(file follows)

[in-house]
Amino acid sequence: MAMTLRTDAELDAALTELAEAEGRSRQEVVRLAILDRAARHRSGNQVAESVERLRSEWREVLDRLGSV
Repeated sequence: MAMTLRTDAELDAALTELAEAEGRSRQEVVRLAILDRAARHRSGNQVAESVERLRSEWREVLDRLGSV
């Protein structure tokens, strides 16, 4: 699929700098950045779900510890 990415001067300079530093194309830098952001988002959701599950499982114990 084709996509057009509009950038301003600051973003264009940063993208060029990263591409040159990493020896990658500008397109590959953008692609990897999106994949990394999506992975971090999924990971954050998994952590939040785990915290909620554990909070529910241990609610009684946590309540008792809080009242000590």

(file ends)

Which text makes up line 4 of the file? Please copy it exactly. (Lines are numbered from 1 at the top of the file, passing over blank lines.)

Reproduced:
């Protein structure tokens, strides 16, 4: 699929700098950045779900510890 990415001067300079530093194309830098952001988002959701599950499982114990 084709996509057009509009950038301003600051973003264009940063993208060029990263591409040159990493020896990658500008397109590959953008692609990897999106994949990394999506992975971090999924990971954050998994952590939040785990915290909620554990909070529910241990609610009684946590309540008792809080009242000590």